How to politely refuse a request which does not fall under my role or responsibilities and are simply thrown upon me with a tag of "professional development" by a colleague.


At least make fellow colleagues understand that its okay to request for favours once or maybe twice but not always. I enjoy solving problems but I end up learning that while solving other's problems I end up losing track of my own projects, I am mostly busy in future growth and matters which are in the interest of my company and me.

  • 2
    "By my manager" and "by a colleague" would have entirely different answers. Your manager should, to a large extent, tell you what to do and how to prioritise (and thus also how this unrelated work fits into that). For a colleague you basically just want a polite way to say "sorry, not my job". Is this work done during work hours or in your free time? Commented Aug 17, 2017 at 13:34
  • @Dukeling Honestly I know I am more capable than the amount of work I am assigned lately. But does that mean that anyone can assign me any random gig? Commented Aug 17, 2017 at 13:39
  • 1
    Your manager can, random colleagues can't, as per my comment above. Commented Aug 17, 2017 at 13:49
  • It's sucks hard but who can assign work and how it is assigned is not the same in every organization. Balanced matrix organizations can be an nightmare in this regard. Luckily "When in doubt, talk to your line manager" is pretty universally good advice.
    – Myles
    Commented Aug 17, 2017 at 18:14

2 Answers 2


Your job is whatever your boss decides it is. So yes he can assign you any random thing he wants to. You mention some are in the name of career development so those are things he thinks you need to work on to be qualified for promotion. They aren't random things, they are important. Just because they aren't what you wanted to do doesn't make them random. Often junior people have no idea of the skills they will need at a more senior level.

Further, sometimes he just has tasks that no one wants to do. Those are going to be assigned to people as well. Sometimes that person is going to be you.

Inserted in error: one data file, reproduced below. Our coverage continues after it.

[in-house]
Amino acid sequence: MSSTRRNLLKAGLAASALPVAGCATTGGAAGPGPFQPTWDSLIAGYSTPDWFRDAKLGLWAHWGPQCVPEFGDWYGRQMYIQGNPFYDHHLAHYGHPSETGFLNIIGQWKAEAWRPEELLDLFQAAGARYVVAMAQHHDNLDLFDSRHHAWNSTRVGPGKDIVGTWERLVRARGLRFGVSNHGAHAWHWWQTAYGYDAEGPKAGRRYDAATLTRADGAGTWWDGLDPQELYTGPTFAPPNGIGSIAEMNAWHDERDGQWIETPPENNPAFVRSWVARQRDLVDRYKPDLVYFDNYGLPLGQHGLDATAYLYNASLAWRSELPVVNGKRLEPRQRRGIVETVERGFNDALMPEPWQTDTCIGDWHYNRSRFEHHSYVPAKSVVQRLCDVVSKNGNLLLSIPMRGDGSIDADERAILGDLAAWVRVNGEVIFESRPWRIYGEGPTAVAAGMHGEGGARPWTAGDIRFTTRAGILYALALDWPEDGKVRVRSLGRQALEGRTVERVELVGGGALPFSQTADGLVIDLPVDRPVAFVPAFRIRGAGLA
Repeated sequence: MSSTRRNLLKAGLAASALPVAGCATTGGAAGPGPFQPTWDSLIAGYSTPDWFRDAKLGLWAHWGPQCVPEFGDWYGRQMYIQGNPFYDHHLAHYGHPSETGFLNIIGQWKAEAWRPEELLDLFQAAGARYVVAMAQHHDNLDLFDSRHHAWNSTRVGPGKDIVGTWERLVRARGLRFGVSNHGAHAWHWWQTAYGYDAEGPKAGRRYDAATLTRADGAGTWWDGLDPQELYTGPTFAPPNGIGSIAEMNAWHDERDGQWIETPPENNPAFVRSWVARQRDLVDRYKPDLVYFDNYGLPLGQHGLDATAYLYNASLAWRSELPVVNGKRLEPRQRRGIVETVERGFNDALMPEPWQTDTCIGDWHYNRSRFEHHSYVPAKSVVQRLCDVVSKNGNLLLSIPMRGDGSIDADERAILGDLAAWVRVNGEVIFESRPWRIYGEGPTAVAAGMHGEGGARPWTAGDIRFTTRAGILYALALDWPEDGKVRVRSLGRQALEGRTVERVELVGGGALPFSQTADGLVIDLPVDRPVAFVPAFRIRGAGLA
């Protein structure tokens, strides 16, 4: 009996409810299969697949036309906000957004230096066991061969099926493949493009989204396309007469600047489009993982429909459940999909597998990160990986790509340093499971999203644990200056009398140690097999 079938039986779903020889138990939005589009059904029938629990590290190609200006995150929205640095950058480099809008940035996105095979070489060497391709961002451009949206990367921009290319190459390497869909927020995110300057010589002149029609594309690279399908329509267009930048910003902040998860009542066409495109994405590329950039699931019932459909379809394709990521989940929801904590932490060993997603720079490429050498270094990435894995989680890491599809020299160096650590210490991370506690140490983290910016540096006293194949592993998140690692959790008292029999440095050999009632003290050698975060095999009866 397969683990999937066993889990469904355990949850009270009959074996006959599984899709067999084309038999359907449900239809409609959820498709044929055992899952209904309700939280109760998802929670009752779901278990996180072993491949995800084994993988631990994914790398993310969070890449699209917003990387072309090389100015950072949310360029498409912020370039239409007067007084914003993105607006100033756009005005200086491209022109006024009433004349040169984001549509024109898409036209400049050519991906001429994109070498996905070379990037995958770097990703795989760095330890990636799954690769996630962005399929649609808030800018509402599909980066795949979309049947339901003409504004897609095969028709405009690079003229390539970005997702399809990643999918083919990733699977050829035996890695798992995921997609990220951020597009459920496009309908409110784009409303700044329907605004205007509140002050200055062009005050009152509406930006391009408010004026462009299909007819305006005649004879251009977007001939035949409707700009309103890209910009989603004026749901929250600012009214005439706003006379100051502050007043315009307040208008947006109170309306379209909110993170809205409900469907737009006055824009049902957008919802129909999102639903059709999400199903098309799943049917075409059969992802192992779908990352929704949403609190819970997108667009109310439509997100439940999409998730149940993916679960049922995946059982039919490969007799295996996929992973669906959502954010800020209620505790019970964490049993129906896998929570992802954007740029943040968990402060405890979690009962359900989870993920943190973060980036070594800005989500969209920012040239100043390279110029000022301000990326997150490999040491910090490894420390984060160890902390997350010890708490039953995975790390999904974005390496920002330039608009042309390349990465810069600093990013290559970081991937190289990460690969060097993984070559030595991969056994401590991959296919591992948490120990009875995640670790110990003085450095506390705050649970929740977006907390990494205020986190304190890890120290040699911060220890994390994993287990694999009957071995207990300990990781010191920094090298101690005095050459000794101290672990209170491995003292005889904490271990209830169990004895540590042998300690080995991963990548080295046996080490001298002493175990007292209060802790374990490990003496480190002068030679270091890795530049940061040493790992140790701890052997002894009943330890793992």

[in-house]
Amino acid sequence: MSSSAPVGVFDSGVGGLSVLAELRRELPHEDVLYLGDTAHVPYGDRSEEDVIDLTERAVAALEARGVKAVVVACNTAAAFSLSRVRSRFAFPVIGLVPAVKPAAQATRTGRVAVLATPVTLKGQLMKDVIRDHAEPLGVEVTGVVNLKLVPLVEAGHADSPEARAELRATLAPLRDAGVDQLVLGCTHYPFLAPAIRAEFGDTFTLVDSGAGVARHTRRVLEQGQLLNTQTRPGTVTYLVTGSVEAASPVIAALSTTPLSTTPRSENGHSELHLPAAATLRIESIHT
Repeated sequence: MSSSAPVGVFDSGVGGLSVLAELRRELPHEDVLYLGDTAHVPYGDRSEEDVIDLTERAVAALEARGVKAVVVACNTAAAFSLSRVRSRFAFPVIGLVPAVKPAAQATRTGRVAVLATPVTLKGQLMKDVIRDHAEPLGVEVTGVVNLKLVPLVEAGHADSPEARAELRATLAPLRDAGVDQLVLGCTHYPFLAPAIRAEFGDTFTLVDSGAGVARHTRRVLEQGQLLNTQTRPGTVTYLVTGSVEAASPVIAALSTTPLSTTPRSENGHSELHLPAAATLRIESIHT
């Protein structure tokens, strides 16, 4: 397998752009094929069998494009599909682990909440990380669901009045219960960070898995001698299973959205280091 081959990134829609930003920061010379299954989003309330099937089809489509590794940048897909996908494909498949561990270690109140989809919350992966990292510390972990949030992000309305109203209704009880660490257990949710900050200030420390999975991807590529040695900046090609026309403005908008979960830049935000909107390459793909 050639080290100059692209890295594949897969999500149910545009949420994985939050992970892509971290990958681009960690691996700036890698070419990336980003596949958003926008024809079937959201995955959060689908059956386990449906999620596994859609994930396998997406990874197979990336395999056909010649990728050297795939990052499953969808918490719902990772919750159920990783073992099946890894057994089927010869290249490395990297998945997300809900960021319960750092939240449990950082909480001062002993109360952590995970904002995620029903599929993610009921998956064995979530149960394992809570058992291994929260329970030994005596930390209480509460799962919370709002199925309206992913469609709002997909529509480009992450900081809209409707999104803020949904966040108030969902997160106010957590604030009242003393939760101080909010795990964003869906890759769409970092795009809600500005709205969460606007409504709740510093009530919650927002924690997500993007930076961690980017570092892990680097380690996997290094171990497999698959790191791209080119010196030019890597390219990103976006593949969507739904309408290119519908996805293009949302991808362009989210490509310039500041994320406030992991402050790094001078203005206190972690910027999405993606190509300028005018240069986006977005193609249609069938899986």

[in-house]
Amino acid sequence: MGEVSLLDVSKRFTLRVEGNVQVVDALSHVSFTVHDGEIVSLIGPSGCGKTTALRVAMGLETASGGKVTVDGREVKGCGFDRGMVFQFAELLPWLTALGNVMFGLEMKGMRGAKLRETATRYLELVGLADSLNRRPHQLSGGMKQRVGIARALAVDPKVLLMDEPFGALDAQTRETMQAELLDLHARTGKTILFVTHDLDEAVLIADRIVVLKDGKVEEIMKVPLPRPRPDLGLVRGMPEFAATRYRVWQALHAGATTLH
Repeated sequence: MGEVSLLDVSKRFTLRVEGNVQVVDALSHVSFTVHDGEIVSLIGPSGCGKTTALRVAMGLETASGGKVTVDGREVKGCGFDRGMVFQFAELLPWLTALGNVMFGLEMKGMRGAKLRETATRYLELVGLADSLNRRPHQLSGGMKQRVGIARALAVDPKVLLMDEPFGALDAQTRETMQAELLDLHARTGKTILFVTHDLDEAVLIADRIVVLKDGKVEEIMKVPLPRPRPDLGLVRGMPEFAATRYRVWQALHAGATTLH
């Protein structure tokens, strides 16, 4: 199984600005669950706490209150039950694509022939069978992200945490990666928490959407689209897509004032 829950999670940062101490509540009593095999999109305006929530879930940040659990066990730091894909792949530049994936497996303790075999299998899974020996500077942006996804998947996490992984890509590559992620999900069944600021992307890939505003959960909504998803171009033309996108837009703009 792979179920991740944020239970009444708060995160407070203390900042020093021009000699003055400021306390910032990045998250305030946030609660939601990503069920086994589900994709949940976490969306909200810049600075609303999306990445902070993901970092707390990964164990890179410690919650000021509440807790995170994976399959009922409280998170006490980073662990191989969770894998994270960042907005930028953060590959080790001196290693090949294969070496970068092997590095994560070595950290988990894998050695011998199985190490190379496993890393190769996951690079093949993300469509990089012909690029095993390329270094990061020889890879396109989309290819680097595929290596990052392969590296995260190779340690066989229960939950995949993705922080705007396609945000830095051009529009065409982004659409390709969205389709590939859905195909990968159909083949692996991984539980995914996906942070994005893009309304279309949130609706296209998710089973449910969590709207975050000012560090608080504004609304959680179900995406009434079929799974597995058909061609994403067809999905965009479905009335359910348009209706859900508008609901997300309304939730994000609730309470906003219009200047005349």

It is unrealistic to expect that you will never have work assigned that is not what you personally are interested in doing.

As far as colleagues, you can sometimes say no, but it is often not a good idea from a teamwork standpoint. Discuss with your boss the types of requests you get from colleagues and come up with a plan for what you should say yes to, what you should turn down, what your priorities are and how to handle turning down the request. The most common way to turn down a colleague's request is to point to your priorities and tell them that if they need your time, then they need to talk to your boss. It is his job to juggle priorities, so let him do it.

As you get more experienced, you will find that doing some of those tasks that take only a couple of minutes is well worth your time. People will be more cooperative when you need help.

  • +1 for the colleague - a simple "you're going to have to run that request by my boss, as he's expecting me to get 'this' done right now"
    – HorusKol
    Commented Aug 17, 2017 at 23:20

This one is a bit tricky.

Unless your "roles and responsibilities" are clearly outlined in a contract, you have no right to say that your manager is asking you to do something outside of your roles as they are the one who assigns the work.

Your colleague on the other hand, that is a different story. I am going to use my own career as an example. I am a COBOL developer, and one of the more efficient ones at my shop. I get asked all sorts of questions sometimes from people who aren't even on my team. Sometimes, if I have the time I will just help them out. When I am busy, or actually just don't want to deal with it because I am on a roll, I will tell them that they will have to ask my team leader to allocate some of my time towards.

This type of response could garner a couple of different outcomes:

  1. They don't go to the team leader and figure it out/do it on their own
  2. They go to your team leader and they team will not allocate you any time to help them, so they are S.O.L
  3. They go to your team leader and the team leader assigns you role of helping this person

If your team leader is assigning you to help others to the point that this is causing you hardship, then ask to speak with them directly and tell them that you find it hard to keep up with your own work when you are always jumping around. You could also start with this approach, but I have found having them ask a team leader usually puts an end to most of it.

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